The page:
The lovefeast of Apostolic times was resuscitated in its original simplicity by the Moravian Church in 1727. There is no rule as to the food to be offered, except that it be very simple and easily distributed. The drink may be coffee, tea, or lemonade, fully prepared in advance, so that it may be served very quietly and without interruption of the singing. Usually mugs are used, which may be passed from hand to hand along a pew from a tray brought along the aisle. A slightly sweetened bun, which can be served in baskets passed along the pews, is a convenient form of bread. Usually men handle the trays of mugs, and women the baskets of buns. While the congregation partakes, the choir sings an anthem. Later the mugs are quietly gathered and removed. The food served is not consecrated, as in the communion. Children and members of any denomination may partake."
Considering the long and storied history of Winston-Salem, it should come as no shock that there has been a lot of supernatural activity reported in the area. There have been many reports revolving around the Salem Cemetery, which sits on the land directly adjacent to the town. People have reported hearing eerie sounds and wailing voices in the cemetery as well as seeing shadowy figures floating above the headstones at night. (While I have not heard or seen anything in the area, I have gotten an eerie feeling just looking at the massive graveyard while cleaning headstones in the Moravian Gravyard next to it.)

Many people who grew up in Winston-Salem know the story of the little red man. On March 25th, 1786 a local shoemaker was helping to excavate the foundation for the Single Brothers house, when a wall collapsed, which killed him. For years following the incident, strange things would happen. Throughout the house people would report hearing a tapping which sounded oddly like the hammer of a shoemaker. A small man wearing a red cap, like the shoemaker had been when he died, was seen scurrying around the halls on many occasions. After some years the house was converted into a home for Widows and one of the more famous stories is taken from that period. One of the widow's granddaughters, who was deaf but still able to speak, cam up to her grandmother asking questions. She knew nothing of the ghost, the story, or the accident, but she told her grandmother all about the man in the red cap beckoning her to come and play. In the mid 1900's a prominent city figure was showing someone important the house when the red man appeared before them in the cellar. Out of terror and embarrassment, he called in a local pastor to put the spirit to rest. It has not been reported since.Steven has been in the cellar at this location.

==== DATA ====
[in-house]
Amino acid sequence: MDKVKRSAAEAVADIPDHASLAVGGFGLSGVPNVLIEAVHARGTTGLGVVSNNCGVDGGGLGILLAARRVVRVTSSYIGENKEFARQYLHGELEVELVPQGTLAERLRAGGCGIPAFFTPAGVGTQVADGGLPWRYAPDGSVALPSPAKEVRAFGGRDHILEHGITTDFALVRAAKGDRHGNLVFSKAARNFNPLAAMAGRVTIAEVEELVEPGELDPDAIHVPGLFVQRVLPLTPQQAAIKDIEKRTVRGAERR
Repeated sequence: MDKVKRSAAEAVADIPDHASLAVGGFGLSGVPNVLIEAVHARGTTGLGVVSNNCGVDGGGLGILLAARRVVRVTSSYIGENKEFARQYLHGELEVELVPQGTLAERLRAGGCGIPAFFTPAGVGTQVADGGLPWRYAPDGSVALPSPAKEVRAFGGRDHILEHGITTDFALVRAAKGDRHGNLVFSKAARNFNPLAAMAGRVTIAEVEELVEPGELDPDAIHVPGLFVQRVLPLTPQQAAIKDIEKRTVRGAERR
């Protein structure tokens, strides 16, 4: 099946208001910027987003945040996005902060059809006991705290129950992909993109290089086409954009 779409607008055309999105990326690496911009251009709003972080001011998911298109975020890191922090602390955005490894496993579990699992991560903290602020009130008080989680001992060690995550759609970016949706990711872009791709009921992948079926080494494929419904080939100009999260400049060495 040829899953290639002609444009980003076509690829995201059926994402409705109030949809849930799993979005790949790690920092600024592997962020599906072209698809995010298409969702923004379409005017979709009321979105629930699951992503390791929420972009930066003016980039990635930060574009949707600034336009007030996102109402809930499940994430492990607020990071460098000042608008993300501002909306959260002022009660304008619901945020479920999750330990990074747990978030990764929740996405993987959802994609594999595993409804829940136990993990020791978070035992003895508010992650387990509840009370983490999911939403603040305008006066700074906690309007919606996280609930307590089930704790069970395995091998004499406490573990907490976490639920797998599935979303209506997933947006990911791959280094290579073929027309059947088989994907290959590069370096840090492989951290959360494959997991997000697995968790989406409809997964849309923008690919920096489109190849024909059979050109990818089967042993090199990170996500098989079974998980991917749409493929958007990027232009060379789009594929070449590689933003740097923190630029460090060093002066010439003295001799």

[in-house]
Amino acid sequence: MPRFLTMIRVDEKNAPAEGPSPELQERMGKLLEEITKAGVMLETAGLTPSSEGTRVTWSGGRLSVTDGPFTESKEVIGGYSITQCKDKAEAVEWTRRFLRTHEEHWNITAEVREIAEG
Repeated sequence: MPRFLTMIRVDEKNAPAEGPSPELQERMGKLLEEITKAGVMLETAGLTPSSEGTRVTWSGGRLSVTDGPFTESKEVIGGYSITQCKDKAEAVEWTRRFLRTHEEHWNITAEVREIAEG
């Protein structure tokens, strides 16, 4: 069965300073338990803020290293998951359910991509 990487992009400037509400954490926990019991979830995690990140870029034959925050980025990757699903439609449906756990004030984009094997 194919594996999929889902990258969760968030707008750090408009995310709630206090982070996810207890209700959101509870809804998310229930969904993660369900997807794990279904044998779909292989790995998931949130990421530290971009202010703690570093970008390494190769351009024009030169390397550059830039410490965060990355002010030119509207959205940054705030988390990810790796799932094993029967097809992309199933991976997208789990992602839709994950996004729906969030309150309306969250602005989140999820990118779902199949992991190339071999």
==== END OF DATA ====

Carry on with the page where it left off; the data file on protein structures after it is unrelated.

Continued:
Many other stories surround the community. There is the story of the night rider, who died in the tavern only to send a message to his family from beyond the grave. There is the tale of the maintenance worker who heard unexplained organ music when he was alone in the church. And there are stories revolving around strange behavior and sounds in Salem College, a girls college located on the property. (My cousin went to this school and told me about everything from doors slamming to noises, to, BUCKLE IN, her friend waking up to her roommate sitting by her bed on the floor and staring at her face while grinning.)

With the history of this settlement and the success and peace those who settled it found there, it is no wonder there are so many tales about people staying behind. So are the spirits of settlers still around keeping an eye on their town? Do the craftsmen and women continue their crafts even in death? Is Old Salem haunted? That is for you to decide.

Show Notes:
More on Old Salem:
Lydia Miller's Horror Movie Article:

Matt's ghost picture at Old Jail in St. Augustine:

Photo courtesy of Matthew Hirons